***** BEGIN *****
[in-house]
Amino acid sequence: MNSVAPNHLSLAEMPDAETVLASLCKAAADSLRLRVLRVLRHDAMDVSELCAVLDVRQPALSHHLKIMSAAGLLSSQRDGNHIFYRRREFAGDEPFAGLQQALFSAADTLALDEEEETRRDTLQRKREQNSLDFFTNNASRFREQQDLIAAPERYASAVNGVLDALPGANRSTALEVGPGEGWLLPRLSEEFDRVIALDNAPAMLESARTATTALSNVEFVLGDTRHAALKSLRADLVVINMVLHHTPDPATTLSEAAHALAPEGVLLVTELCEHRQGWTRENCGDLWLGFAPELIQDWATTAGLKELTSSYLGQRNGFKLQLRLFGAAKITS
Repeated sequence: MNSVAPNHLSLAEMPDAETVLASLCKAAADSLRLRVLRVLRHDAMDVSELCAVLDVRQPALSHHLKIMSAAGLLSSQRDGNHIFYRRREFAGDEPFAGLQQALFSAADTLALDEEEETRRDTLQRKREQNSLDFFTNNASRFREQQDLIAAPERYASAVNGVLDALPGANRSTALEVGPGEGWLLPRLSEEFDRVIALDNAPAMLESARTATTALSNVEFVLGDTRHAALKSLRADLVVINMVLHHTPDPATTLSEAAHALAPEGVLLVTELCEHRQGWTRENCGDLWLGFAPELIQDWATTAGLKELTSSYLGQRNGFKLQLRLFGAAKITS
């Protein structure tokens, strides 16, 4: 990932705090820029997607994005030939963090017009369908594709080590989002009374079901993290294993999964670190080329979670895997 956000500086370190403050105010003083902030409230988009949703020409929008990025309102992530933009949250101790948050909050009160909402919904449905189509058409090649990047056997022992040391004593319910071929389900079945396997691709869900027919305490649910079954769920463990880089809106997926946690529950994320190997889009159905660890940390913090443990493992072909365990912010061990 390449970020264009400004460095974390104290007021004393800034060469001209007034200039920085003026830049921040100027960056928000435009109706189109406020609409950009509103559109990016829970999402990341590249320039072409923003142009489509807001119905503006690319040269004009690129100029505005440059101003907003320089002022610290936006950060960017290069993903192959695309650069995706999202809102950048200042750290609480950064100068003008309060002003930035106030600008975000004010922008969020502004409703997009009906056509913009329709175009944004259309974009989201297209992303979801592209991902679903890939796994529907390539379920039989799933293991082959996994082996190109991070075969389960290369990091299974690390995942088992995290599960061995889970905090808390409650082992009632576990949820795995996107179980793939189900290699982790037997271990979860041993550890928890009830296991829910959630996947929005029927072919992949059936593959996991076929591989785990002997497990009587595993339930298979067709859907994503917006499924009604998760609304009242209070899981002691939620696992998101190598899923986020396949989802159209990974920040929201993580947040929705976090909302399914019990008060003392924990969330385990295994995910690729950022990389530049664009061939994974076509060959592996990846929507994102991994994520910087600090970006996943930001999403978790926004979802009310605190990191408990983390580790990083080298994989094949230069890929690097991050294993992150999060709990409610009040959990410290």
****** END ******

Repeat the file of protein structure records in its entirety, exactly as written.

[in-house]
Amino acid sequence: MNSVAPNHLSLAEMPDAETVLASLCKAAADSLRLRVLRVLRHDAMDVSELCAVLDVRQPALSHHLKIMSAAGLLSSQRDGNHIFYRRREFAGDEPFAGLQQALFSAADTLALDEEEETRRDTLQRKREQNSLDFFTNNASRFREQQDLIAAPERYASAVNGVLDALPGANRSTALEVGPGEGWLLPRLSEEFDRVIALDNAPAMLESARTATTALSNVEFVLGDTRHAALKSLRADLVVINMVLHHTPDPATTLSEAAHALAPEGVLLVTELCEHRQGWTRENCGDLWLGFAPELIQDWATTAGLKELTSSYLGQRNGFKLQLRLFGAAKITS
Repeated sequence: MNSVAPNHLSLAEMPDAETVLASLCKAAADSLRLRVLRVLRHDAMDVSELCAVLDVRQPALSHHLKIMSAAGLLSSQRDGNHIFYRRREFAGDEPFAGLQQALFSAADTLALDEEEETRRDTLQRKREQNSLDFFTNNASRFREQQDLIAAPERYASAVNGVLDALPGANRSTALEVGPGEGWLLPRLSEEFDRVIALDNAPAMLESARTATTALSNVEFVLGDTRHAALKSLRADLVVINMVLHHTPDPATTLSEAAHALAPEGVLLVTELCEHRQGWTRENCGDLWLGFAPELIQDWATTAGLKELTSSYLGQRNGFKLQLRLFGAAKITS
């Protein structure tokens, strides 16, 4: 990932705090820029997607994005030939963090017009369908594709080590989002009374079901993290294993999964670190080329979670895997 956000500086370190403050105010003083902030409230988009949703020409929008990025309102992530933009949250101790948050909050009160909402919904449905189509058409090649990047056997022992040391004593319910071929389900079945396997691709869900027919305490649910079954769920463990880089809106997926946690529950994320190997889009159905660890940390913090443990493992072909365990912010061990 390449970020264009400004460095974390104290007021004393800034060469001209007034200039920085003026830049921040100027960056928000435009109706189109406020609409950009509103559109990016829970999402990341590249320039072409923003142009489509807001119905503006690319040269004009690129100029505005440059101003907003320089002022610290936006950060960017290069993903192959695309650069995706999202809102950048200042750290609480950064100068003008309060002003930035106030600008975000004010922008969020502004409703997009009906056509913009329709175009944004259309974009989201297209992303979801592209991902679903890939796994529907390539379920039989799933293991082959996994082996190109991070075969389960290369990091299974690390995942088992995290599960061995889970905090808390409650082992009632576990949820795995996107179980793939189900290699982790037997271990979860041993550890928890009830296991829910959630996947929005029927072919992949059936593959996991076929591989785990002997497990009587595993339930298979067709859907994503917006499924009604998760609304009242209070899981002691939620696992998101190598899923986020396949989802159209990974920040929201993580947040929705976090909302399914019990008060003392924990969330385990295994995910690729950022990389530049664009061939994974076509060959592996990846929507994102991994994520910087600090970006996943930001999403978790926004979802009310605190990191408990983390580790990083080298994989094949230069890929690097991050294993992150999060709990409610009040959990410290």